Singing in Aural Tests: the Bottom Line

Supporting teachers • Promoting learning
Written by Andrew Eales


The topic of singing in aural tests has long been a contentious one, but has become more so in recent years. Not only have growing numbers of teachers noted how unpopular the singing tests are, but research in the field of cognitive science now casts doubt on the previously assumed validity of such tests.

In this article I will explore the requirements of the five main boards, consider the links between singing and “audiation”, touch on some basic scientific research (with links for those wanting to read more) and suggest change.

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The Mosaic Series

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Mosaic is a series currently comprising four music books, each showcasing fresh and varied repertoire newly commissioned and composed by piano educators from around the world.

The pieces are loosely graded, arranged in order of difficulty, compiled as books suitable for elementary, intermediate and advanced players, and published by Editions Musica Ferrum. A fifth book (reaching towards Grade 8 level) is currently planned.

I am honoured to be one of the composers featured in all four books, alongside such well-established names as Barbara Arens, Ben Crosland, June Armstrong and others.

The collections are a natural addition to the Pianodao Music Library, and while I obviously cannot ‘review’ them in quite the usual way, this article will introduce the series with an overview of the concept, several recordings, and hopefully sufficient information for readers to decide whether to take a closer look.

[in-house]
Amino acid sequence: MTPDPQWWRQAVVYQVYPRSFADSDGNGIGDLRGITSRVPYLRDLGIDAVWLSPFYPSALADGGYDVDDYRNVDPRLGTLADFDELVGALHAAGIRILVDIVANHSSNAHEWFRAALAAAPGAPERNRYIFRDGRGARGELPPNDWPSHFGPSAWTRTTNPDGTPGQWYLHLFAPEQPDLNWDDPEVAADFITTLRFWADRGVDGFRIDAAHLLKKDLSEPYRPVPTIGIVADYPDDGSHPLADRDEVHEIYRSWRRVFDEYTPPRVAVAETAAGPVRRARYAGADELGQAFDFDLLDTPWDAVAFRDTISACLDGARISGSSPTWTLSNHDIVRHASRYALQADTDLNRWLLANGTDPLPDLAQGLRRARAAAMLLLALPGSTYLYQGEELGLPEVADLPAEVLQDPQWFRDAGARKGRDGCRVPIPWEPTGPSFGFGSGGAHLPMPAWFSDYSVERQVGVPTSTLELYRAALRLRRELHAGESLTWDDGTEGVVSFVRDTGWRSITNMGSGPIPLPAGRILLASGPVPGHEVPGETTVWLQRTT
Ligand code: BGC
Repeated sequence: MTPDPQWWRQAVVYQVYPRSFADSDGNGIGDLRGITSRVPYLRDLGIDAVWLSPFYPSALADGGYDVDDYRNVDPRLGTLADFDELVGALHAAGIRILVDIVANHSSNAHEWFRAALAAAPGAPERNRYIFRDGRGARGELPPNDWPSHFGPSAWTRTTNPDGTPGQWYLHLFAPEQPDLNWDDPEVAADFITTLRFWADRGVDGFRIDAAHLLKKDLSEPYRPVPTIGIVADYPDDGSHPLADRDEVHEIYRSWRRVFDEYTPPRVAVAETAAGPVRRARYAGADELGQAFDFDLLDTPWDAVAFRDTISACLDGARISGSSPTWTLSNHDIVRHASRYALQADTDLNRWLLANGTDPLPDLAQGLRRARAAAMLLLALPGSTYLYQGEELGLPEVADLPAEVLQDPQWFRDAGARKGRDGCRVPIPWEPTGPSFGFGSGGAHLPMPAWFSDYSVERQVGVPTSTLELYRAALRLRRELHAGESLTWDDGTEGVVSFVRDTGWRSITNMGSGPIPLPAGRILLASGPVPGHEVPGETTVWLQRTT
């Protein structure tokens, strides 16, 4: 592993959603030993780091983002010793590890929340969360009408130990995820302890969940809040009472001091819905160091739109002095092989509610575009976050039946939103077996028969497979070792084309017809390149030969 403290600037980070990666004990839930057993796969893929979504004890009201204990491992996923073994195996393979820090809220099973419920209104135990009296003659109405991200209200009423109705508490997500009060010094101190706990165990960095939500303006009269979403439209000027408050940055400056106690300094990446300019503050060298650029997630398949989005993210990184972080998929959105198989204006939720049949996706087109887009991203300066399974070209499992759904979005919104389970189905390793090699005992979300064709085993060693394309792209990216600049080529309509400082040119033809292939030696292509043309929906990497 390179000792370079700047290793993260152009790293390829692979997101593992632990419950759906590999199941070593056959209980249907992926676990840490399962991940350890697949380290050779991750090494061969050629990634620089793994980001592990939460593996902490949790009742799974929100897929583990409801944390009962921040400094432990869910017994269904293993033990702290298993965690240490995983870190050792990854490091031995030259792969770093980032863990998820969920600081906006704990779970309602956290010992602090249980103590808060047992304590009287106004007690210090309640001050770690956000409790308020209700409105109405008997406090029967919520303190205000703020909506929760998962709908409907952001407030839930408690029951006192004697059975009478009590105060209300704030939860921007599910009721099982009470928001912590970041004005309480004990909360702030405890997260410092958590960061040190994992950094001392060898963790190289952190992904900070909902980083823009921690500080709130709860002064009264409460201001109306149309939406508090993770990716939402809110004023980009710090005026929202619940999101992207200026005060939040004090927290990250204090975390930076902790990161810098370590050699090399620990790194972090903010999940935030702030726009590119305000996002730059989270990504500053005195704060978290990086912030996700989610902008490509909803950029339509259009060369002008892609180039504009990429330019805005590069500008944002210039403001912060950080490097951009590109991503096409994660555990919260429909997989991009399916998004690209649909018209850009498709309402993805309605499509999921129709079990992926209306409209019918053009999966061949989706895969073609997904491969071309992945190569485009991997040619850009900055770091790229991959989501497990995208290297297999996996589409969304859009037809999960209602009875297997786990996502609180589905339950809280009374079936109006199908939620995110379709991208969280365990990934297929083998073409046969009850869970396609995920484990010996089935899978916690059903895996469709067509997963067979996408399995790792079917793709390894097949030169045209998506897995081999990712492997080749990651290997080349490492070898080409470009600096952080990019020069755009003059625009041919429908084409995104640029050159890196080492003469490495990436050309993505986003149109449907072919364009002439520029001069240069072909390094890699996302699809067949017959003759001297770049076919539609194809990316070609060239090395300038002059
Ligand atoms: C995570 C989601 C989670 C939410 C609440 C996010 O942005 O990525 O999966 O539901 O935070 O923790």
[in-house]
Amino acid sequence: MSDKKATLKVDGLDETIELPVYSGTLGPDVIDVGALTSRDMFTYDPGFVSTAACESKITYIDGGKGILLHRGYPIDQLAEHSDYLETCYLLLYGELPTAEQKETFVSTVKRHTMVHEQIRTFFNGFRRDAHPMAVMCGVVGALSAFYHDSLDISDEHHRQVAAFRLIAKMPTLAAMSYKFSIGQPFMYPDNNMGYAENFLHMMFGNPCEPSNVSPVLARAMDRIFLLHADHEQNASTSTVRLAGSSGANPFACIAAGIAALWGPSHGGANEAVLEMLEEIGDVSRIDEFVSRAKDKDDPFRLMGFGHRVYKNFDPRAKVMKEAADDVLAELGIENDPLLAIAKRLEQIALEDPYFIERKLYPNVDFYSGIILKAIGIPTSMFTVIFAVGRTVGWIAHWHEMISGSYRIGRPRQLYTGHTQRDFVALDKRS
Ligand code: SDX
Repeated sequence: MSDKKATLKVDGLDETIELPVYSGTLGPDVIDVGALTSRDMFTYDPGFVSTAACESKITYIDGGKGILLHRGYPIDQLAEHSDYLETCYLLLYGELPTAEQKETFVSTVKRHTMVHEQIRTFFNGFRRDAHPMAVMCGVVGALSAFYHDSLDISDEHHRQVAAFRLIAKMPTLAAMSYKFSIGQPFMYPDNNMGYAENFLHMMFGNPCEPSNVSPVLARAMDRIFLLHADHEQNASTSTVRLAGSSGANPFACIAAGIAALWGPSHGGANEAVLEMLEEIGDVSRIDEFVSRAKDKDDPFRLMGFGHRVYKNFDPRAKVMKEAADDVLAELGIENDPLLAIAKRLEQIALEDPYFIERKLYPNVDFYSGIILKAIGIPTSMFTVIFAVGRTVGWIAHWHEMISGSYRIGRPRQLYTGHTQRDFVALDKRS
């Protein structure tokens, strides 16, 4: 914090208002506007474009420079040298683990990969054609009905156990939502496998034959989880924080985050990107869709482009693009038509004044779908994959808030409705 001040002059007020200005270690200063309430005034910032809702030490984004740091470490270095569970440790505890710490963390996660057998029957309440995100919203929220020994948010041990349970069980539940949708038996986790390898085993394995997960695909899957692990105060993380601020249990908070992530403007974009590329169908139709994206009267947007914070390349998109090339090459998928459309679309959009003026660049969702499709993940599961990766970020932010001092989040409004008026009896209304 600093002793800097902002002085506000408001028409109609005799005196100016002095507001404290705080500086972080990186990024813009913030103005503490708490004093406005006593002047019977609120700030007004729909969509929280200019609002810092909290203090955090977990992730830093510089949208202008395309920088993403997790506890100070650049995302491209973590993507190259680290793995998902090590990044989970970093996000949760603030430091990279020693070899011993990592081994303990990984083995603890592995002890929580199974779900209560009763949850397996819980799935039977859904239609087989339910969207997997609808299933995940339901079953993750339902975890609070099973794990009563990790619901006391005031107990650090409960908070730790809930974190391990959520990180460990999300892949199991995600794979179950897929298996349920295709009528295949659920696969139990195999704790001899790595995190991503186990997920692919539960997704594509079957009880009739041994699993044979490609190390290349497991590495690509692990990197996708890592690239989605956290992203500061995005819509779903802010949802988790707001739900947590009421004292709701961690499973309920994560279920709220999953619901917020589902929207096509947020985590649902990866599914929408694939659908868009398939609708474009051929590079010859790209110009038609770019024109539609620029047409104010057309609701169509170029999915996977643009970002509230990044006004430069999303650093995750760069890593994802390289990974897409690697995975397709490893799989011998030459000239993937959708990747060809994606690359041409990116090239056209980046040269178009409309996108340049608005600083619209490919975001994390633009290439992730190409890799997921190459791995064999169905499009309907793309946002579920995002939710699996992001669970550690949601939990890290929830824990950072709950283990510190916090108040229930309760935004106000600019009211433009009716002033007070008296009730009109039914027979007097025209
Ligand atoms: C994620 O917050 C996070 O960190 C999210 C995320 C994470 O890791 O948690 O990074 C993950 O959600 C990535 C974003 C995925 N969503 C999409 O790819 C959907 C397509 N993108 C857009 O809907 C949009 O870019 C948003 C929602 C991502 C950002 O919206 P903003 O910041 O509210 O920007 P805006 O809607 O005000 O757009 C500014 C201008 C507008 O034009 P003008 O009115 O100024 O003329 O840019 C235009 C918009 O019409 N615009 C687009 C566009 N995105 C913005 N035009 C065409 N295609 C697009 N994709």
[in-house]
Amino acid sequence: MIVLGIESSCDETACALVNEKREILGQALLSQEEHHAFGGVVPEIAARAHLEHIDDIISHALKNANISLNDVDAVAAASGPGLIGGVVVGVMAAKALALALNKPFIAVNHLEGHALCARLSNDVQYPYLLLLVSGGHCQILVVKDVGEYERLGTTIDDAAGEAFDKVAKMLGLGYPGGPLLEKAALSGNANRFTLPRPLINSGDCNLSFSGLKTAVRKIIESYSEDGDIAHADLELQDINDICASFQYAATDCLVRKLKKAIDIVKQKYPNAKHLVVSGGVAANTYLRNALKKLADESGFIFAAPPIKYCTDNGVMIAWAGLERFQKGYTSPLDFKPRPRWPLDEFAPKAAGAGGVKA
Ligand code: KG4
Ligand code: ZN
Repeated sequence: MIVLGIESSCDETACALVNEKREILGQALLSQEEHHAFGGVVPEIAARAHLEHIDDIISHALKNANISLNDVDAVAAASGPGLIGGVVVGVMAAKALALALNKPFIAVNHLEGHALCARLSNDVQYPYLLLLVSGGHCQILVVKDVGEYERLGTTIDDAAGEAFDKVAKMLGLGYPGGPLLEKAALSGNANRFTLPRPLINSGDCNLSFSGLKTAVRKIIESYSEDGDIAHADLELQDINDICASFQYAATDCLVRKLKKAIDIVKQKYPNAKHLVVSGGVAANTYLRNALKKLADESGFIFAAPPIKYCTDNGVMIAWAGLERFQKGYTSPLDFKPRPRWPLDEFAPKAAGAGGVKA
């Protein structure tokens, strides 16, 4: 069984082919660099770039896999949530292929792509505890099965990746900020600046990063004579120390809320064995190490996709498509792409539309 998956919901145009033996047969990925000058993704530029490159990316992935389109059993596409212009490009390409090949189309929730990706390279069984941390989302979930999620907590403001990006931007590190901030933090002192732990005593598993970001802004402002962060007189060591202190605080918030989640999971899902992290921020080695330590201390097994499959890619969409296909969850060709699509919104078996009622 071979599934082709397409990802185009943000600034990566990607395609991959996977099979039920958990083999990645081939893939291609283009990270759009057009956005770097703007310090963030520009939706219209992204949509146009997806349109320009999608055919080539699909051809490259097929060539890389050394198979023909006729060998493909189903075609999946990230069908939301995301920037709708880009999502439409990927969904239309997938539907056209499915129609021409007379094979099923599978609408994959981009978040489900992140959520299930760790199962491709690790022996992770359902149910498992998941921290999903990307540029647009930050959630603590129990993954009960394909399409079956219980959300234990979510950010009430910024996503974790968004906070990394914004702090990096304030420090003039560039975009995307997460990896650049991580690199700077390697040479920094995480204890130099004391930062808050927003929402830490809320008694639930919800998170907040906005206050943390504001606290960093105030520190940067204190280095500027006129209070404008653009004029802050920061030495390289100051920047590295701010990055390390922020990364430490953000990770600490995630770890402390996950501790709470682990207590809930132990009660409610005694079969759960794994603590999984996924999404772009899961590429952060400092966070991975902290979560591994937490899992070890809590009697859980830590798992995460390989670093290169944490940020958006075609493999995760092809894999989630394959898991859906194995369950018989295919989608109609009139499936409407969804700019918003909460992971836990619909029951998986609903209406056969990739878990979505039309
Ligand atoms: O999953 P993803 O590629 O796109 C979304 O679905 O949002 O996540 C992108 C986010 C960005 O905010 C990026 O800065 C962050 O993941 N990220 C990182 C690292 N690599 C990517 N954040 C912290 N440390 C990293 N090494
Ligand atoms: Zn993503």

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LCM: In Concert 2

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London College of Music’s suite of LCM Diplomas have just been revised for 2019, with certification beginning this Spring, and with a crossover during which candidates can continue to use the 2011 syllabus until the end of 2019.

Alongside the Diploma syllabus revision, a new anthology of solo piano repertoire has been published, called In Concert 2. This book is the sequel to last year’s In Concert, which I enthusiastically reviewed here.

In this review I will first consider the syllabus changes, link to the full syllabus for those interested, and then offer a more detailed review of In Concert 2.

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Finchcocks Reborn

Expression • Fluency • Understanding
Written by Andrew Eales


For 45 years, Finchcocks – a beautiful Georgian manor house situated in Kent – was home to Richard and Katrina Burnett’s impressive collection of over 100 historical keyboard instruments (some 40 of which were fully restored), including harpsichords, clavichords, early fortepianos, square pianos, and more.

These instruments could not only be seen by visitors whenever the house was open to the general public – they could also be heard in performances there, and even played. Finchcocks was one of the few collections where visitors could avail themselves of the chance to get a feel for playing earlier repertoire on authentic instruments.

When the Burnetts retired in 2015, and the museum closed, with many of its instruments auctioned off for charity, there was naturally some sadness among aficionados of historical performance practice.

Enter new owners, by Neil and Harriet Nichols…

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